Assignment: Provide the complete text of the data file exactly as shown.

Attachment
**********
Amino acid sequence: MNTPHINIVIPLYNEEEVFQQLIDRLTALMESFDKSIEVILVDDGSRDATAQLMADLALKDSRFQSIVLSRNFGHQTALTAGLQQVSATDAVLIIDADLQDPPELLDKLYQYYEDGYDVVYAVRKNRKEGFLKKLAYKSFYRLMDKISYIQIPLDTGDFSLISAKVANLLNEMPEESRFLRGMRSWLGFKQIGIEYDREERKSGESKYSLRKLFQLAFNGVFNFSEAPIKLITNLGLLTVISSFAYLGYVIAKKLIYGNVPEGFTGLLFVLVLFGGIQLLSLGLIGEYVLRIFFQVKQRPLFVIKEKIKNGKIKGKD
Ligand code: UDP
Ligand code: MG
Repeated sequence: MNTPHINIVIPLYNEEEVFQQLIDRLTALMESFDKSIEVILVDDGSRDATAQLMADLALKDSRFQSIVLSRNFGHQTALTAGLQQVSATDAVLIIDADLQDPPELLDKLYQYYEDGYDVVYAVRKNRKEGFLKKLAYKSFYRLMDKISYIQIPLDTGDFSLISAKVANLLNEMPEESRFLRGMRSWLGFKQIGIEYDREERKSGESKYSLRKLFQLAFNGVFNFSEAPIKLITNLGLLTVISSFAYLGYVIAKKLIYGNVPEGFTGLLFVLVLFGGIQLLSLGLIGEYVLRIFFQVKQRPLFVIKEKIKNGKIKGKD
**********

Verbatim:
Amino acid sequence: MNTPHINIVIPLYNEEEVFQQLIDRLTALMESFDKSIEVILVDDGSRDATAQLMADLALKDSRFQSIVLSRNFGHQTALTAGLQQVSATDAVLIIDADLQDPPELLDKLYQYYEDGYDVVYAVRKNRKEGFLKKLAYKSFYRLMDKISYIQIPLDTGDFSLISAKVANLLNEMPEESRFLRGMRSWLGFKQIGIEYDREERKSGESKYSLRKLFQLAFNGVFNFSEAPIKLITNLGLLTVISSFAYLGYVIAKKLIYGNVPEGFTGLLFVLVLFGGIQLLSLGLIGEYVLRIFFQVKQRPLFVIKEKIKNGKIKGKD
Ligand code: UDP
Ligand code: MG
Repeated sequence: MNTPHINIVIPLYNEEEVFQQLIDRLTALMESFDKSIEVILVDDGSRDATAQLMADLALKDSRFQSIVLSRNFGHQTALTAGLQQVSATDAVLIIDADLQDPPELLDKLYQYYEDGYDVVYAVRKNRKEGFLKKLAYKSFYRLMDKISYIQIPLDTGDFSLISAKVANLLNEMPEESRFLRGMRSWLGFKQIGIEYDREERKSGESKYSLRKLFQLAFNGVFNFSEAPIKLITNLGLLTVISSFAYLGYVIAKKLIYGNVPEGFTGLLFVLVLFGGIQLLSLGLIGEYVLRIFFQVKQRPLFVIKEKIKNGKIKGKD